This is one of the first studies using repeated sampling of permanent plots to assess change in lichen- and bryophyte-dominated crust communities and provides a baseline for assessing change in similar crust communities. The significant changes in indicator species, crust composition, and proportional turnover metrics support the finding that crust communities are more dynamic over short time scales than previously thought (Belnap et al. 2006). Even quadrats that did not burn within 11 years and that were protected inside exclosures could show high rates of change (Figures 1,2,3, Table 2). Changes in cover and taxa richness metrics responded to different abiotic and biotic factors, with cover responding more strongly to exclosure treatment, and taxa richness and turnover responding to disturbance and annual grass invasion. Changes in cover and taxon richness were less variable than proportional turnover metrics, indicating that dominant and common species have strong effects on total production and do not change in cover or distribution as much as minor and uncommon species. Repeated, long-term sampling is desirable because one can detect the changes in rates of expansion and turnover (Magurran et al. 2010), but with two time points, we detected overall changes in the community in that interval.
Though there were differences between years in each taxon’s cover and distribution, the landscape generally contained high-quality, diverse crust communities. We found fruticose-foliose morphological group lichens such as Cladonia spp., Trapeliopsis spp., Diploschistes muscorum, and Aspicilia spp. in most quadrats in both years (Table 1). These groups tend to be found in undisturbed areas (Hilty et al. 2004; Ponzetti et al. 2007; Dettweiler-Robinson et al. 2013). Lichens such as Rhizocarpon diploschistidina, which parasitizes Diploschistes muscorum, indicate even longer undisturbed time (Ponzetti, personal observation); this species occurred in at least a quarter of our quadrats (Table 1). In addition, Texosporium sancti-jacobi, a Washington state threatened species (Washington Natural Heritage Program 2010) was found on two quadrats in 2010 (Table 1). Either this species dispersed to and established on these quadrats between the two measurements, or it was present but not identifiable on these quadrats in 1999 and subsequently developed identifiable traits. Together, these taxa indicate that these quadrats currently have a relatively high-quality crust.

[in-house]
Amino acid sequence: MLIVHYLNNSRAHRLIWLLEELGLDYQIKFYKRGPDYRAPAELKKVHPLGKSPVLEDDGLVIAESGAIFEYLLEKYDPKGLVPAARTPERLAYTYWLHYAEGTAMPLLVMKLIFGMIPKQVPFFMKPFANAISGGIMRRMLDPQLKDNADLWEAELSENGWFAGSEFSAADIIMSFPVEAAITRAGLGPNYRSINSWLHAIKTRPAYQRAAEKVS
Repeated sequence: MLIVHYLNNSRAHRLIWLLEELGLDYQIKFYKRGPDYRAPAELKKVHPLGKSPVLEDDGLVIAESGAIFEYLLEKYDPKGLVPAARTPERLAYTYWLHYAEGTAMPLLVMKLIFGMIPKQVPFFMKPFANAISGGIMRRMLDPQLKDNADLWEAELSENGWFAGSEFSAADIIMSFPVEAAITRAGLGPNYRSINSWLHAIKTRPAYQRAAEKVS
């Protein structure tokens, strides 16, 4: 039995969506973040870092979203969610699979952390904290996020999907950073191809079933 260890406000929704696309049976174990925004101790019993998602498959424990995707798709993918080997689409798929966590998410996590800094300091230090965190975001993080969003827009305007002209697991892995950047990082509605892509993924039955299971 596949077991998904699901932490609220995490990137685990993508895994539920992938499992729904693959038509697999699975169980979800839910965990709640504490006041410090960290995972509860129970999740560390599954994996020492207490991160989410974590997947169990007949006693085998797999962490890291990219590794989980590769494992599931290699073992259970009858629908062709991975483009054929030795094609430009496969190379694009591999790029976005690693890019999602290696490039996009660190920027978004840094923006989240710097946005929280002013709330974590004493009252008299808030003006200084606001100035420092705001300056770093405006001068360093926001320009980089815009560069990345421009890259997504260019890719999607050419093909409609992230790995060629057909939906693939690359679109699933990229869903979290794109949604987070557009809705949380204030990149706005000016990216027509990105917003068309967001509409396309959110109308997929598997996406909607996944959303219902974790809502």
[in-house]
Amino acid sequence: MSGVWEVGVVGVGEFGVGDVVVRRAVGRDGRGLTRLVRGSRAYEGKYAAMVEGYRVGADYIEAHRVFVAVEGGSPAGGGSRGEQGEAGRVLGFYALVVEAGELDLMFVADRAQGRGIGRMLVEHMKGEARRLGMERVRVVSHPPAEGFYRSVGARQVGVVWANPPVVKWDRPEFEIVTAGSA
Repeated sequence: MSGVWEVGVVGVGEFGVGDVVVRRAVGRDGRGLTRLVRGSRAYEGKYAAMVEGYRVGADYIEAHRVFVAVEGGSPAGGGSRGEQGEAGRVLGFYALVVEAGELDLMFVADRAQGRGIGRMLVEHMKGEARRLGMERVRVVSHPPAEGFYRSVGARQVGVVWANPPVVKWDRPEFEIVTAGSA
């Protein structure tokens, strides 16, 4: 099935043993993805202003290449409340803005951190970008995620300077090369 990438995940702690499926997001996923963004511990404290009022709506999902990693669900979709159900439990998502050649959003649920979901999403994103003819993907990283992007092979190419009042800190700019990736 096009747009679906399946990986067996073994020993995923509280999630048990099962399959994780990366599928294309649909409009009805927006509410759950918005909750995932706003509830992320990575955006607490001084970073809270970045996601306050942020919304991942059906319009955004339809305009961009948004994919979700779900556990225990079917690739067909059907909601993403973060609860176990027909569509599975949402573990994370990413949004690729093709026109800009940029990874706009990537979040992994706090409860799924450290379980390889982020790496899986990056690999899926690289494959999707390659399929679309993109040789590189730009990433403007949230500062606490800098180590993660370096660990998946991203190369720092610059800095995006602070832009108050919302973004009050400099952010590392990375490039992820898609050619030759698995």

The changes documented here provide a baseline from which to assess future changes due to disturbance or invasion. However, with high-quality crust cover across this study site, recovery from small-scale disturbances such as individual fires, presence of invasive species, or mechanical disruption from mammals may have proceeded more rapidly than if a larger area was severely degraded; recovery rates of soil lichens are positively related to nearby undisturbed lichen cover (Lalley and Viles 2008).
Fragmenting, wind-dispersed taxa such as mosses and Caloplaca spp. were common on the landscape. Because these taxa are associated with disturbed sites (Kleiner 1983, Lalley and Viles 2008, Dettweiler-Robinson et al. 2013), their presence suggests that a mosaic of disturbance histories, including fire, burrowing animal activity, and trampling, maintains a species pool of both early- and late-successional species in the region.